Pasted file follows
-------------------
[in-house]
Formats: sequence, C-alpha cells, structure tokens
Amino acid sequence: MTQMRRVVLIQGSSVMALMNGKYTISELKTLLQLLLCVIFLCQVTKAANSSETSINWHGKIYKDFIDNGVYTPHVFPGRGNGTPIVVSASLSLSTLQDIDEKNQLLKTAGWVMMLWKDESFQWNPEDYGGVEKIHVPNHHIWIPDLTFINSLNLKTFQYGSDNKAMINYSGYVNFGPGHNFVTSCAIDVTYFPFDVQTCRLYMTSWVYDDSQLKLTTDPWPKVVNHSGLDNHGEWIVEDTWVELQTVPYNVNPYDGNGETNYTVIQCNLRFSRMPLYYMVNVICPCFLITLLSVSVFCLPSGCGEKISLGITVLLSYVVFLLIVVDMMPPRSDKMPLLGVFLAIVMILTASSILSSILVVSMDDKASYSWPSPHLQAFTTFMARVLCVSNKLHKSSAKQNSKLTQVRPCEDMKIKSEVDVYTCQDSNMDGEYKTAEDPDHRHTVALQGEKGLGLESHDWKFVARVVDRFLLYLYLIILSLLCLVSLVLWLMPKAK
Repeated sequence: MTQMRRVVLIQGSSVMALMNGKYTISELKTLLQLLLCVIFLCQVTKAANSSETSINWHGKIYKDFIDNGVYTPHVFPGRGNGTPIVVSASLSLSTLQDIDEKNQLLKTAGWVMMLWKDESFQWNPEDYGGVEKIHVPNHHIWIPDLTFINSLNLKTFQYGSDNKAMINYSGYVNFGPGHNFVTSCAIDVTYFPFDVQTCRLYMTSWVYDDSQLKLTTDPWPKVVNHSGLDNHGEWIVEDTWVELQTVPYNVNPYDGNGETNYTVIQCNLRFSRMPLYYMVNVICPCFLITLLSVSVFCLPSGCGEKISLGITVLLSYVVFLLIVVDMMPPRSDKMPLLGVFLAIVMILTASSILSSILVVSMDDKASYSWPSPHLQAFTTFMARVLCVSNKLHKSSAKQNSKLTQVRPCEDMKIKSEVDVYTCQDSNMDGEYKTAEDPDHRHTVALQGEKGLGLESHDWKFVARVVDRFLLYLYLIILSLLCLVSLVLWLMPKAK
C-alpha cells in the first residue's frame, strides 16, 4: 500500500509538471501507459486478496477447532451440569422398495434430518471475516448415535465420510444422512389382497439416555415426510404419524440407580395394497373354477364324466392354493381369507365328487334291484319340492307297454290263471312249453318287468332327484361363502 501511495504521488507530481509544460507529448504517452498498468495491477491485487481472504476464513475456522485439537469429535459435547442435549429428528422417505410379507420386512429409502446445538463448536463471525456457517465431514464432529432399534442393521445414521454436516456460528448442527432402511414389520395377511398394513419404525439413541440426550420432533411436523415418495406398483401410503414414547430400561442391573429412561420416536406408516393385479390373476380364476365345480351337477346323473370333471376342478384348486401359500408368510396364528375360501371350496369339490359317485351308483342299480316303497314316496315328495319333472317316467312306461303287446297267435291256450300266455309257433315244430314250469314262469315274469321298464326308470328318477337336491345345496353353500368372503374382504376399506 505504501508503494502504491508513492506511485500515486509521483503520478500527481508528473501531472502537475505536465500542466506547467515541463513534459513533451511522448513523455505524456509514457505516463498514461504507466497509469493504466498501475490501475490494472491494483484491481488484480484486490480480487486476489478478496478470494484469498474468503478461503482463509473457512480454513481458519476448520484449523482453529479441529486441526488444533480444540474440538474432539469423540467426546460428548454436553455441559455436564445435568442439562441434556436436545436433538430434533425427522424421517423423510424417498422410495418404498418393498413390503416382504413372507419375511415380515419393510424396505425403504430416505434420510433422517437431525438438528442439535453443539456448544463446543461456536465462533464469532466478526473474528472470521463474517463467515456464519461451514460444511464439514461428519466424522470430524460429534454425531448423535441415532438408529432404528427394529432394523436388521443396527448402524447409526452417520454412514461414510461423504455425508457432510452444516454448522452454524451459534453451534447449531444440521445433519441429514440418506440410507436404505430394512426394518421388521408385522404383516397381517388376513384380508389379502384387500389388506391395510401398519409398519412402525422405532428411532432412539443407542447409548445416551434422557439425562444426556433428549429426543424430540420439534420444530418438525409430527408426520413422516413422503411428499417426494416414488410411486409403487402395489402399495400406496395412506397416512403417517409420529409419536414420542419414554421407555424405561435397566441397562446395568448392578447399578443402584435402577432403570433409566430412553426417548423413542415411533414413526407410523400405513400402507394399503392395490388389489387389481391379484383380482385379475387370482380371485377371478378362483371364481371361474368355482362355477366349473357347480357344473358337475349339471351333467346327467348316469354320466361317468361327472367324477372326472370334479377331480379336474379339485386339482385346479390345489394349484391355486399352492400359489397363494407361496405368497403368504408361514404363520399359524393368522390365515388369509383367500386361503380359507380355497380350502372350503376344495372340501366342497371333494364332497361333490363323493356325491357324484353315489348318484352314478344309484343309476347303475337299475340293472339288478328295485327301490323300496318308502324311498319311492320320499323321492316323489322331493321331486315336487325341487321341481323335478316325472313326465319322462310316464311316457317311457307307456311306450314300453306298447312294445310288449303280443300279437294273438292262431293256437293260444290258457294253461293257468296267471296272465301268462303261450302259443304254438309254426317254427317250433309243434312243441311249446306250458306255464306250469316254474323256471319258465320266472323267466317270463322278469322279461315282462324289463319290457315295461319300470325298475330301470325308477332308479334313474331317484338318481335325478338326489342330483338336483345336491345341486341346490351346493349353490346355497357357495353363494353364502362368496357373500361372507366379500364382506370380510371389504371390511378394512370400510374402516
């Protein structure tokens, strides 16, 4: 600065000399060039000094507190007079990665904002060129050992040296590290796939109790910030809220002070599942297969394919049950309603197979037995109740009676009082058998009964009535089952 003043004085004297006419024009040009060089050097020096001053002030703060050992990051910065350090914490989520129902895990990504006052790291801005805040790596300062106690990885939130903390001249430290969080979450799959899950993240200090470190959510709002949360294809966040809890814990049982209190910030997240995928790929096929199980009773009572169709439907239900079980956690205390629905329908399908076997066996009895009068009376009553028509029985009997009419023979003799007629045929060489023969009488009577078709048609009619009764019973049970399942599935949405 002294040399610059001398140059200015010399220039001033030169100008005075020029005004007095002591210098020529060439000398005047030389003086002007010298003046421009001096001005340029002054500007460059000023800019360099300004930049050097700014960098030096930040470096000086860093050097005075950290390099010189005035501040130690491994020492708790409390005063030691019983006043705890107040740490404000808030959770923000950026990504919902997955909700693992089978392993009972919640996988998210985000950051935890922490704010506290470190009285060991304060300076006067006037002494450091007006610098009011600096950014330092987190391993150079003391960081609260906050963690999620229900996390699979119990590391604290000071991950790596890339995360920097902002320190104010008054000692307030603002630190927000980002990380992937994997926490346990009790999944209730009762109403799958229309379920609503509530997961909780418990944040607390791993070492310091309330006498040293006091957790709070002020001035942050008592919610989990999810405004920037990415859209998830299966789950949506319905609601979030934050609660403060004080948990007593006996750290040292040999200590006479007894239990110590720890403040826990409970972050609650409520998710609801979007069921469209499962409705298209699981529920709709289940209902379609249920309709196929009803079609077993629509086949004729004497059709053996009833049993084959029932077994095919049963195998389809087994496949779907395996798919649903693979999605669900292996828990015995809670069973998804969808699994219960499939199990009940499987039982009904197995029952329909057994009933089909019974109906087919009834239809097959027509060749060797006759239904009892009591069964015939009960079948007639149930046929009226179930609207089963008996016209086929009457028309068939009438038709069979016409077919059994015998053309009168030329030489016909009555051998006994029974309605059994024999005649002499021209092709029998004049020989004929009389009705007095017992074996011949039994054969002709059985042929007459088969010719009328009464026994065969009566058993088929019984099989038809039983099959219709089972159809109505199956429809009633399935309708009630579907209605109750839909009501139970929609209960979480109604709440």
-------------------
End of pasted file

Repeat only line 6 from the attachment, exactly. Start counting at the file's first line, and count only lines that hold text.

């Protein structure tokens, strides 16, 4: 600065000399060039000094507190007079990665904002060129050992040296590290796939109790910030809220002070599942297969394919049950309603197979037995109740009676009082058998009964009535089952 003043004085004297006419024009040009060089050097020096001053002030703060050992990051910065350090914490989520129902895990990504006052790291801005805040790596300062106690990885939130903390001249430290969080979450799959899950993240200090470190959510709002949360294809966040809890814990049982209190910030997240995928790929096929199980009773009572169709439907239900079980956690205390629905329908399908076997066996009895009068009376009553028509029985009997009419023979003799007629045929060489023969009488009577078709048609009619009764019973049970399942599935949405 002294040399610059001398140059200015010399220039001033030169100008005075020029005004007095002591210098020529060439000398005047030389003086002007010298003046421009001096001005340029002054500007460059000023800019360099300004930049050097700014960098030096930040470096000086860093050097005075950290390099010189005035501040130690491994020492708790409390005063030691019983006043705890107040740490404000808030959770923000950026990504919902997955909700693992089978392993009972919640996988998210985000950051935890922490704010506290470190009285060991304060300076006067006037002494450091007006610098009011600096950014330092987190391993150079003391960081609260906050963690999620229900996390699979119990590391604290000071991950790596890339995360920097902002320190104010008054000692307030603002630190927000980002990380992937994997926490346990009790999944209730009762109403799958229309379920609503509530997961909780418990944040607390791993070492310091309330006498040293006091957790709070002020001035942050008592919610989990999810405004920037990415859209998830299966789950949506319905609601979030934050609660403060004080948990007593006996750290040292040999200590006479007894239990110590720890403040826990409970972050609650409520998710609801979007069921469209499962409705298209699981529920709709289940209902379609249920309709196929009803079609077993629509086949004729004497059709053996009833049993084959029932077994095919049963195998389809087994496949779907395996798919649903693979999605669900292996828990015995809670069973998804969808699994219960499939199990009940499987039982009904197995029952329909057994009933089909019974109906087919009834239809097959027509060749060797006759239904009892009591069964015939009960079948007639149930046929009226179930609207089963008996016209086929009457028309068939009438038709069979016409077919059994015998053309009168030329030489016909009555051998006994029974309605059994024999005649002499021209092709029998004049020989004929009389009705007095017992074996011949039994054969002709059985042929007459088969010719009328009464026994065969009566058993088929019984099989038809039983099959219709089972159809109505199956429809009633399935309708009630579907209605109750839909009501139970929609209960979480109604709440």